May 5, 2017

April 2017 Jobs Report

Unemployment Rate: 4.4 percent

Jobs Created: 211,000

Employment and Unemployment

  1. The Department of Labor reported an unemployment rate of 4.4 percent for April, down 0.1 percent from last month. Today’s unemployment rate is the lowest since May 2007. 

  2. Today’s jobs report shows an increase of 211,000 nonfarm jobs in April, higher than analysts’ prediction of job growth of 188,000. Employment for February was revised up from 219,000 to 232,000 jobs created; and March was revised down from 98,000 to 79,000.

  3. Unemployment in April among those ages 16-19 was 14.7 percent, up from 13.7 percent last month. For people of Hispanic or Latino ethnicity, the unemployment rate was 5.2 percent, up 0.1 percentage point from March. For African-Americans, the unemployment rate was 7.9 percent, down 0.1 percentage point from the prior month.

  4. The number of long-term unemployed, those unemployed for 27 weeks or more, was 1.6 million, down from 1.7 million last month. They account for 22.6 percent of the unemployed, down from 23.3 percent in the prior month.

  5. The “real” unemployment or U-6 rate is 8.6 percent, down 0.3 percent from last month and the lowest level in nine years. This is the total percentage of unemployed and underemployed workers. 

  6. The “real” number of unemployed Americans is 13.9 million. These are people who are unemployed (7.1 million), want work but have stopped searching for a job (1.5 million), or are working part time because they cannot find full-time employment (5.3 million).  

  7. In April, employment grew by 55,000 in leisure and hospitality; 39,000 in professional and business services; 20,000 in health care; and 9,000 in mining. Employment in information fell by 7,000 jobs last month. Government grew by 17,000 jobs last month, credited to a loss of 6,000 jobs at the federal level, and 23,000 new jobs at the local government level.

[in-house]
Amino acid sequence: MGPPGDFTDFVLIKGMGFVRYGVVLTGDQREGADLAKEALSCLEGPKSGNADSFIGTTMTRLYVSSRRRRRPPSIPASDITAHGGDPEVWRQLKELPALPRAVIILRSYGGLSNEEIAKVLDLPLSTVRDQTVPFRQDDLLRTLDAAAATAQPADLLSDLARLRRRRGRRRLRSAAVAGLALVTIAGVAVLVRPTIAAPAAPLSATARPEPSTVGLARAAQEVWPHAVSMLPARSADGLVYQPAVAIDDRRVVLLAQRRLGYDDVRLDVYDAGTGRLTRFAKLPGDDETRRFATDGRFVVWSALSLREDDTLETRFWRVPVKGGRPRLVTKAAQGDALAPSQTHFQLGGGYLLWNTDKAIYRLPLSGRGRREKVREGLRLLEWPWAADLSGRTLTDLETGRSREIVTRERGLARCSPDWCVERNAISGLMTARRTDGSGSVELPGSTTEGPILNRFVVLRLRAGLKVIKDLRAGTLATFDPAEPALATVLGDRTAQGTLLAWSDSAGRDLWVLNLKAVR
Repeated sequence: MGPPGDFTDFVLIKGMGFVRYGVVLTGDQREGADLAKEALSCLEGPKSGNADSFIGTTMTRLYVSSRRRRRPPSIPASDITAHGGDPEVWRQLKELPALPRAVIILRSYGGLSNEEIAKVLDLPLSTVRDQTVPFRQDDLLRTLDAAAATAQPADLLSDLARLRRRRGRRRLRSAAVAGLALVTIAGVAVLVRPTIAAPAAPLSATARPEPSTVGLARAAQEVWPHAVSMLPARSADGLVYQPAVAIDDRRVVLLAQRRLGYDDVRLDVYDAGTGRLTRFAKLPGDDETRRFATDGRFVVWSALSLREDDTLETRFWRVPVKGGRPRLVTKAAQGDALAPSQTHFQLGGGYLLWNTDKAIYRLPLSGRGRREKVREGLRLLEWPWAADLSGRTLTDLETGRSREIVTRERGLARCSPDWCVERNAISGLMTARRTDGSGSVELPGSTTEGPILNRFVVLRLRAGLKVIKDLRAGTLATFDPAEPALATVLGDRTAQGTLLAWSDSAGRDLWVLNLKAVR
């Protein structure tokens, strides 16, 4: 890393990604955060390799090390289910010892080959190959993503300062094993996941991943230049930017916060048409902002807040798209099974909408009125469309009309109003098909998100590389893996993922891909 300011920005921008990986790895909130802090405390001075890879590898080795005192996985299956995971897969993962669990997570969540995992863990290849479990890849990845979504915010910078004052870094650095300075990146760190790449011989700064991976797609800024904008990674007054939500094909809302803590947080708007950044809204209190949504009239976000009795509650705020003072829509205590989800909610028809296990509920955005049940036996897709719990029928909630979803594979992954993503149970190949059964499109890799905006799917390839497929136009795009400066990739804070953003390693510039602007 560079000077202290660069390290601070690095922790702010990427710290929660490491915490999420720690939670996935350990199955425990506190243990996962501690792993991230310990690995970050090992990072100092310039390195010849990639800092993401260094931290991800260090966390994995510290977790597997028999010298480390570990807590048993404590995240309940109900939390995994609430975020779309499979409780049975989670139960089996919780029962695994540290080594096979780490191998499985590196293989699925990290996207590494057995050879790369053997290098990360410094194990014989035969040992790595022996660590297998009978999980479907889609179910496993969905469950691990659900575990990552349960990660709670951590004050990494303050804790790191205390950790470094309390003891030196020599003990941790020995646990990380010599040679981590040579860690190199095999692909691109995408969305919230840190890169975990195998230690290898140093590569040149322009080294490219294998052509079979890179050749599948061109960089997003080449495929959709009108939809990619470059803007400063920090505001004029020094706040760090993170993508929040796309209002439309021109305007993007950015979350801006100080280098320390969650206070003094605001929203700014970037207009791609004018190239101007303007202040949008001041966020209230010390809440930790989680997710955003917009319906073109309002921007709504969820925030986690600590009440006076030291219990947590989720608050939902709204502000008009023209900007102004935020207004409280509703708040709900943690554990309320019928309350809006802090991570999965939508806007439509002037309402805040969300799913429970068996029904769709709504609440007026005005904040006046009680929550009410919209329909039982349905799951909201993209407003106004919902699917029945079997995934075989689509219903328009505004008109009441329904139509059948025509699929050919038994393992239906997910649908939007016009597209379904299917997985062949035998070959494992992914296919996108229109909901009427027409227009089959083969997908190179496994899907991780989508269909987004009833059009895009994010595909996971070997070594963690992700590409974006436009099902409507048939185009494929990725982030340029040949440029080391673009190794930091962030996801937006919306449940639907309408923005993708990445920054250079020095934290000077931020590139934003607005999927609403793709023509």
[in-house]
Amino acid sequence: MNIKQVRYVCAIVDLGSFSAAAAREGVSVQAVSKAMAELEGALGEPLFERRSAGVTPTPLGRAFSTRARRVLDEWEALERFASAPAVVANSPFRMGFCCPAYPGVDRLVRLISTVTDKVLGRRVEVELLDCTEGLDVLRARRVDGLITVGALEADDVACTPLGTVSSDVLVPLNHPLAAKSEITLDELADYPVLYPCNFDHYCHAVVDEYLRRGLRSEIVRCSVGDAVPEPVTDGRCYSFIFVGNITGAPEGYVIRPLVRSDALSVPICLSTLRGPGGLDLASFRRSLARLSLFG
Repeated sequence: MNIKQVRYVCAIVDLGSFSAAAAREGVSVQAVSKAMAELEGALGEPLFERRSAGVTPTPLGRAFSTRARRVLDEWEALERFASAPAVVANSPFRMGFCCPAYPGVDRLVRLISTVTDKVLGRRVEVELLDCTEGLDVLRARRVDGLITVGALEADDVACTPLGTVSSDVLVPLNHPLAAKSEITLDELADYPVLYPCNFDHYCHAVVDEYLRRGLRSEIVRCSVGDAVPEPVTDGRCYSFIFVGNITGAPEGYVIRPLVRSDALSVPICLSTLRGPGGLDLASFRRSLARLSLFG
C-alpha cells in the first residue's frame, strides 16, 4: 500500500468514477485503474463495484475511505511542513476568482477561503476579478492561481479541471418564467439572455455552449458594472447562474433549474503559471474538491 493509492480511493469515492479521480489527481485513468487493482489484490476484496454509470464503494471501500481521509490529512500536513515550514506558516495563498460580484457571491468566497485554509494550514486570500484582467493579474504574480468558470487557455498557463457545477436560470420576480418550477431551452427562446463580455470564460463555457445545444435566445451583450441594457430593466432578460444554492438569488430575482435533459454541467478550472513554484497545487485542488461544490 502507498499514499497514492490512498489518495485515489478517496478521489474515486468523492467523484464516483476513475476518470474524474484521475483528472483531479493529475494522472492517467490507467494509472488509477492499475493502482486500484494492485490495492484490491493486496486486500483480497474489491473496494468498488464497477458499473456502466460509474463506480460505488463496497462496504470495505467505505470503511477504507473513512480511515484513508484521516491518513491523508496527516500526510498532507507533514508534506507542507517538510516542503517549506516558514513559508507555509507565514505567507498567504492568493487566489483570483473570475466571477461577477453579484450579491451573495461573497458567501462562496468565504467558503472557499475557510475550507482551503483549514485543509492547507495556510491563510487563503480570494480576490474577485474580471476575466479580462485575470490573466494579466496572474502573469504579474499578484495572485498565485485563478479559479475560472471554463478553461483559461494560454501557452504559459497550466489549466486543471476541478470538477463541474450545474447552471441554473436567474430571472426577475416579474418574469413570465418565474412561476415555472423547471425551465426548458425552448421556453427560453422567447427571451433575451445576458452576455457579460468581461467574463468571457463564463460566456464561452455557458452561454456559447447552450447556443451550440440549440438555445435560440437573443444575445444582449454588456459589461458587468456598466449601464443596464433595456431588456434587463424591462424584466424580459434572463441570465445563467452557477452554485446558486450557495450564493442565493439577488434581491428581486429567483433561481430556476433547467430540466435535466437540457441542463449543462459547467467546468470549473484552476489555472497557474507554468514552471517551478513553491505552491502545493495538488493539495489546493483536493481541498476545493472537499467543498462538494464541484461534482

8. Following its May 2-3 meeting, the Federal Reserve issued a statement stating: “Information received since the Federal Open Market Committee met in March indicates that the labor market has continued to strengthen even as growth in economic activity slowed. Job gains were solid, on average, in recent months, and the unemployment rate declined … Inflation measured on a 12-month basis recently has been running close to the Committee’s 2 percent longer-run objective … The Committee views the slowing in growth during the first quarter as likely to be transitory and continues to expect that, with gradual adjustments in the stance of monetary policy, economic activity will expand at a moderate pace, labor market conditions will strengthen somewhat further, and inflation will stabilize around 2 percent over the medium term.”

  9. The Federal Reserve voted unanimously to maintain interest rates at its May meeting, following a rate increase in March, which was its third rate increase since June 2006.

  10. The Federal Reserve next meets June 13-14.    

Labor Force Participation

  1. The labor force participation rate is 62.9 percent, down from 63.0 percent last month and remaining near its lowest level in 38 years. 

  2. The labor force participation rate remains concerning as many workers stay on the sidelines. Since October 2013, the participation rate has largely been stuck in a narrow range of 62.5 to 63 percent. Prior to the recession, the rate was 66 percent. 

  3. The share of American adults with jobs in April was 60.2 percent, up 0.1 percentage point from last month. This is nearly 4 percentage points below its pre-recession peak. 

  4. As the Wall Street Journal notes this morning: “To support better economic growth, especially when productivity gains have been weak, employers need to draw more workers into the labor force. That could become a challenge because the share of Americans working or seeking work has generally declined the past 15 years, in part reflecting the aging of the U.S. population.”  


  1. In April, average hourly earnings for all employees on private nonfarm payrolls increased by 7 cents to $26.19, following a 5 cent increase in March. Over the year, average hourly earnings have risen by 2.5 percent. 

Issue Tag: Labor